There may still be some snow on the ground as we approach spring, but snowdrops will appear in the snow even so. If you’re not familiar with snowdrops, the snowdrop is a delicate flower that appears among the first flowers of spring and is considered the harbinger of spring. Jan Beblinger, Master Gardener, writes that snowdrops are white fragile-looking, bell shaped flowers. They may be fragile-looking, but if showdrops will appear in the snow, they can’t be all that fragile!
For many gardeners, snowdrops are an essential part of the early spring garden, giving cheer to the final wintery days. Snowdrops are perfect companions for hellebores and witch hazel, both early bloomers. Snowdrops can be planted in drifts under deciduous trees or naturalized in lawns. Since they are small, you will need to plant a large number to make a dramatic effect, or wait for them to multiply on their own.
Jan writes about the many varieties of snowdrop. There are those no taller than three or four inches and others up to about ten inches tall. She says that there are twenty species of snowdrop and about five hundred cultivars, many of which are not very common. She says that there are about four species of snowdrop that are most common, and she writes about them in her article. Here is some general information about the snowdrop.
Snowdrops are hardy in zones 3 to 7. Bulbs should be planted in the fall, two to three inches deep and about three inches apart in full sun to part shade. Soil should be moist, but well-drained and it should not dry out in summer. Just like other hardy bulbs, allow the foliage to fully die down on its own after the plant has finished flowering. If planted in grass they should be left to die back before the grass is cut. If you notice that the clumps are becoming crowded (bulbs start to push up out of the ground), you can divide them immediately after flowering.
You can read Jan’s article by clicking here or on the link below. I don’t have any snowdrops in my yard, and Jan says in her article that they are more popular in England than they are in the US. After reading about how snowdrops will appear in the snow even before the official start of spring, I think I may look to plant them in my garden so they will appear next spring.
Are you aware that gardening is a lifelong hobby? You may think as you age and the back and knees don’t want to cooperate in bending and stooping as they had in the past that your gardening days are over. Not so, says Janice Peterson. She found that her mother could continue to garden as she aged with some accommodations for her physical limitations. There are many benefits to making sure that gardening is a lifelong hobby and not just for those of us who can bend and stoop with ease.
My mom takes great care of herself and stays active, but she’s no spring chicken—she’s somewhere between 29 and 130 years old. (I’m sworn to secrecy!) Bending and kneeling were definitely becoming harder yet she didn’t want to give up gardening. These are the types of issues addressed by horticultural therapy, a practice that uses nature to improve people’s health and well-being by incorporating adaptive tools and techniques.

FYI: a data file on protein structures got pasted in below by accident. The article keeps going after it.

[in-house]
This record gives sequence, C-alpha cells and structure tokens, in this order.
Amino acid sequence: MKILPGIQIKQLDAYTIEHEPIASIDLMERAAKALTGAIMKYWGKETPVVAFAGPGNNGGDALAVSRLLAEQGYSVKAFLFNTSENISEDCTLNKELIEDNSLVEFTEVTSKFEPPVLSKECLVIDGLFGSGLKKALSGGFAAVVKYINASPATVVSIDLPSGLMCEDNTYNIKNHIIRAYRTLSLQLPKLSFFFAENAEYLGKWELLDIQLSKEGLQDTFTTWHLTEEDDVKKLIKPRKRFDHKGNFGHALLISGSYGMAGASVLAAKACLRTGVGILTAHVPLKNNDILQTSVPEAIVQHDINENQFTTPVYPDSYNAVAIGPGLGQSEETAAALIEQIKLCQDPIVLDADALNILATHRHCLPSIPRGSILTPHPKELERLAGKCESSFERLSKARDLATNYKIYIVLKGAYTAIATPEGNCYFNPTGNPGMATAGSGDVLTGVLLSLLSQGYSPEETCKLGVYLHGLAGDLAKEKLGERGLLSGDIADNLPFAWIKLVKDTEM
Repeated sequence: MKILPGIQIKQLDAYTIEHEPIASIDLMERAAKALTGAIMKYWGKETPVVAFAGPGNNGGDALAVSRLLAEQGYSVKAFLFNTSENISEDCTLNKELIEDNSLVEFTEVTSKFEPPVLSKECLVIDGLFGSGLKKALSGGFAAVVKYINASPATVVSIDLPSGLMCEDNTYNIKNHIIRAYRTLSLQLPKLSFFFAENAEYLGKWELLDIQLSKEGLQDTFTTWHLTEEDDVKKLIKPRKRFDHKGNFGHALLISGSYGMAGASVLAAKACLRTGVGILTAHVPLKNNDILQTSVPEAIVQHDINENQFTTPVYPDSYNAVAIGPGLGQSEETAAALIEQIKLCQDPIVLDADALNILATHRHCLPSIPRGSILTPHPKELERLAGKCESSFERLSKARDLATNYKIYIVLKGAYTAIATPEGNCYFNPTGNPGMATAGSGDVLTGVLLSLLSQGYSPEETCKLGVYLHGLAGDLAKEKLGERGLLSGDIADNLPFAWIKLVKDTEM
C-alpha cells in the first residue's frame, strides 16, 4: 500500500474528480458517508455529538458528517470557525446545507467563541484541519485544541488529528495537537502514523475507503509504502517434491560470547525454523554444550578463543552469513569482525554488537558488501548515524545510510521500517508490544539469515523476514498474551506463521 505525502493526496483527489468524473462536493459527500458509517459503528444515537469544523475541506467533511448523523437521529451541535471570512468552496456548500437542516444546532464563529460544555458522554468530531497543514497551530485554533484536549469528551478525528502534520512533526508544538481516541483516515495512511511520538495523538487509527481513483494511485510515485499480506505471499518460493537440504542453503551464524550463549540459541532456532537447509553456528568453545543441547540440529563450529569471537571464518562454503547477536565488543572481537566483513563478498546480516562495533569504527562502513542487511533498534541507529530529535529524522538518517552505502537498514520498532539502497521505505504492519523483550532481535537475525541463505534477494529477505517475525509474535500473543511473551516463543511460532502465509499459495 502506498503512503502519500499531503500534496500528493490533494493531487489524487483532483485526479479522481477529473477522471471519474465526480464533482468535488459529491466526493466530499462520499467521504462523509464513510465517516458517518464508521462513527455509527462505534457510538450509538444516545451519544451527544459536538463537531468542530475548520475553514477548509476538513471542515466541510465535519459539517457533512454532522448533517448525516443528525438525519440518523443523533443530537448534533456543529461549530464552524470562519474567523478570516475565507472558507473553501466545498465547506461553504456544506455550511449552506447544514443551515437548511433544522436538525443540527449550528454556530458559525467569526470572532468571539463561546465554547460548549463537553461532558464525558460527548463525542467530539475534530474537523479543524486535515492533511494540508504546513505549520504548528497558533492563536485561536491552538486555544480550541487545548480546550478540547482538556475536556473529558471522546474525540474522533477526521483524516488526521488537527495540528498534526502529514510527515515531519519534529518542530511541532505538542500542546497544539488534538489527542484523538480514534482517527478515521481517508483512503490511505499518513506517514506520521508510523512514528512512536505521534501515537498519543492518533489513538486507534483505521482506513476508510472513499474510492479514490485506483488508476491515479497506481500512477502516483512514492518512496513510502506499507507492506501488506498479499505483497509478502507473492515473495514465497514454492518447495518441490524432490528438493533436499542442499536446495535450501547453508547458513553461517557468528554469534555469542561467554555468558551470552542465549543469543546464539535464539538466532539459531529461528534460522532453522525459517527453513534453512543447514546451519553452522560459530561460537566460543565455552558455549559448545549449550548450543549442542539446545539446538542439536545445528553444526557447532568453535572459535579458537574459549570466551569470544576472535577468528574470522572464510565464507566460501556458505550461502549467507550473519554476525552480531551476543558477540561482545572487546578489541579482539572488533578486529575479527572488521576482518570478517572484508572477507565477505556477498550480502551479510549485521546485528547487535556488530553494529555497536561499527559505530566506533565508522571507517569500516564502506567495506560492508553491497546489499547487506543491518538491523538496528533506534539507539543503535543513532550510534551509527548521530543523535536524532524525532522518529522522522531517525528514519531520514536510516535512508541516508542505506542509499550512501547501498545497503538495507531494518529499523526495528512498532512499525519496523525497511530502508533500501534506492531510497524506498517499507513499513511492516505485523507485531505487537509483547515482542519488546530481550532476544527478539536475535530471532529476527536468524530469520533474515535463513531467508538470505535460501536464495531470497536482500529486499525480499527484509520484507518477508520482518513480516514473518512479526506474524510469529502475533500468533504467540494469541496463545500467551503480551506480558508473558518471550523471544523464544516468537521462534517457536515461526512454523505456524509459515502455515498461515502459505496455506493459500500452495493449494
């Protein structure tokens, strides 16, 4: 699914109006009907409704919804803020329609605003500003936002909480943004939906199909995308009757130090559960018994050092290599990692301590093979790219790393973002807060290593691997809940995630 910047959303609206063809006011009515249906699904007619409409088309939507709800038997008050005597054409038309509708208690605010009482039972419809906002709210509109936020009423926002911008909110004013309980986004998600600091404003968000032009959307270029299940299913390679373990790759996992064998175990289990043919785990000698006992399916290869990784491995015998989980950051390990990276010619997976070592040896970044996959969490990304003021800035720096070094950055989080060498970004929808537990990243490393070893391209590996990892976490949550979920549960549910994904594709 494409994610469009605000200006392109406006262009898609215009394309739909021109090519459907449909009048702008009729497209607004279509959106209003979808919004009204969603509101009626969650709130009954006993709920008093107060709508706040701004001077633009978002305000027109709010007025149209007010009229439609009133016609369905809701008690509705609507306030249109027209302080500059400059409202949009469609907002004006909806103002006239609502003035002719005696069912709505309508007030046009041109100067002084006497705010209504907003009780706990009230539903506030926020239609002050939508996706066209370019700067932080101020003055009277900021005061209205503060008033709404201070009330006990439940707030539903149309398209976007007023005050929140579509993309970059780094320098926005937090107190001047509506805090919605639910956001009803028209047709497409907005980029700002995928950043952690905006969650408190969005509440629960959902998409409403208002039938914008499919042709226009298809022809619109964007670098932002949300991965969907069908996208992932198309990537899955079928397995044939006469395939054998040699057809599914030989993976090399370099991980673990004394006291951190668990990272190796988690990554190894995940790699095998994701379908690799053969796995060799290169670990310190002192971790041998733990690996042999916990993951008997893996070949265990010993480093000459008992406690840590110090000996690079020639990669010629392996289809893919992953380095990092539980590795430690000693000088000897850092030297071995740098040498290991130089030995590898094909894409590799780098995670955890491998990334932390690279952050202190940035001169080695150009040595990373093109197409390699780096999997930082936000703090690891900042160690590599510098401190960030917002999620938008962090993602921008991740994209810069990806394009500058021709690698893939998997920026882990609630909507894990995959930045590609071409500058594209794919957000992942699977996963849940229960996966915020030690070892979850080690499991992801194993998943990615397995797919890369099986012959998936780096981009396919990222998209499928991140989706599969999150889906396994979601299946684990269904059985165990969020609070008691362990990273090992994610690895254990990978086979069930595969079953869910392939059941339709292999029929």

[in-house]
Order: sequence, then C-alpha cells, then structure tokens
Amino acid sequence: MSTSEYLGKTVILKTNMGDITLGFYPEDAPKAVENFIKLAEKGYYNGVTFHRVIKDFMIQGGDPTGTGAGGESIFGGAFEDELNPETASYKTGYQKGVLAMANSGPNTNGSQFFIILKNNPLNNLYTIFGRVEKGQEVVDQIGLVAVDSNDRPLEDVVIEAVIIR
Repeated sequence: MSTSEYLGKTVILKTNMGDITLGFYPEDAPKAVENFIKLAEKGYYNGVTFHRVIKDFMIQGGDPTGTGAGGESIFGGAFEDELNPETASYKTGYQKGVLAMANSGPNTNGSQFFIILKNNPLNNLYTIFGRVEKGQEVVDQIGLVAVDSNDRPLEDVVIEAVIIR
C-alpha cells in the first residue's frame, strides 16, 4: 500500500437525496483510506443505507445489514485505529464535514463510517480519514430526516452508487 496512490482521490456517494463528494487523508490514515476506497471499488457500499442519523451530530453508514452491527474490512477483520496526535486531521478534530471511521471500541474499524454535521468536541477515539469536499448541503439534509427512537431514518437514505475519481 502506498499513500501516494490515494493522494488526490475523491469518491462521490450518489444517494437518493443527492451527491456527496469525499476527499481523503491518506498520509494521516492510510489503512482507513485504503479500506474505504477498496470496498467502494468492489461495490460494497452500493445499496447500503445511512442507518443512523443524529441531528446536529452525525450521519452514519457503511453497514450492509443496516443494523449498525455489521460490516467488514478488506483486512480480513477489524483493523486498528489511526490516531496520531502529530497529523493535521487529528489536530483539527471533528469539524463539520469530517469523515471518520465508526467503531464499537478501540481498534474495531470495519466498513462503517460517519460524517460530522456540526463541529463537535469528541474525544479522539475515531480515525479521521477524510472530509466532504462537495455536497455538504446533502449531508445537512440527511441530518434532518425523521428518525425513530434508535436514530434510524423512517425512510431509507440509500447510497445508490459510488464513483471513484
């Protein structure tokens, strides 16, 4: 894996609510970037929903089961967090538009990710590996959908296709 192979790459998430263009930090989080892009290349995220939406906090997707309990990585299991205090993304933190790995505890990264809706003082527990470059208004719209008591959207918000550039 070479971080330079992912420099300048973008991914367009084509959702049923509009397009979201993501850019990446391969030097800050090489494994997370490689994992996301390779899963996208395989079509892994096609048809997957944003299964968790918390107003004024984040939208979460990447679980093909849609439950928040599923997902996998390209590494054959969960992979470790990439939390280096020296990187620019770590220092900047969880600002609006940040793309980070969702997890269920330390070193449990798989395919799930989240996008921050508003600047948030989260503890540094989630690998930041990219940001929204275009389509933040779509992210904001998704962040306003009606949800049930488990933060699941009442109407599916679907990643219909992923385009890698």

Horticultural therapy isn’t a word that is used just with those gardeners of us who are aging. Horticultural therapy refers to the health benefits that accrue to gardeners in general beyond the eating of healthy garden produce. Janice speaks to those benefits in her article, and though she writes about her mother’s gardening efforts, they apply to all of us gardeners as well.
Gardening is beneficial to both physical and mental health. Studies have shown that engaging in gardening activities—or even just looking at a garden!—can reduce stress, lower blood pressure, improve mood and even reduce hospital stays. Gardening is great exercise, and it’s a wonderful excuse to spend time in the fresh air and sunshine.
In her article, which you can read by clicking here or on the link below, Janice writes that since it is more difficult for us to get down to the dirt, we can bring the dirt up to us. Nothing says that we can’t essentially put soil in a box on stilts. Build a box of whatever size you want with sides about a foot high. Put that box up on stilts so it is raised to about waist high, and fill the box with soil. Voila, a raised garden that requires no bending or stooping. While there are other accommodations that assure that gardening is a lifelong hobby, raising the garden up to waist height is probably the most important.
If you would rather work smarter in your garden than harder, you need to know that pollinators make gardening easier. Nicole Rolfe writes that she doesn’t think much about gardening when snow is on the ground other than to be anxious for spring to come. But she has learned how to make her gardening easier. She sounds a lot like a lot of gardeners who don’t necessarily have a passion for gardening, but they just want some fresh vegetables during the summer without a lot of effort and without having to spend all their time in the garden. I can understand that. Nicole tells that kind of gardener to be aware that pollinators make gardening easier, and that it is important to encourage pollinators of many kinds to hang around the garden.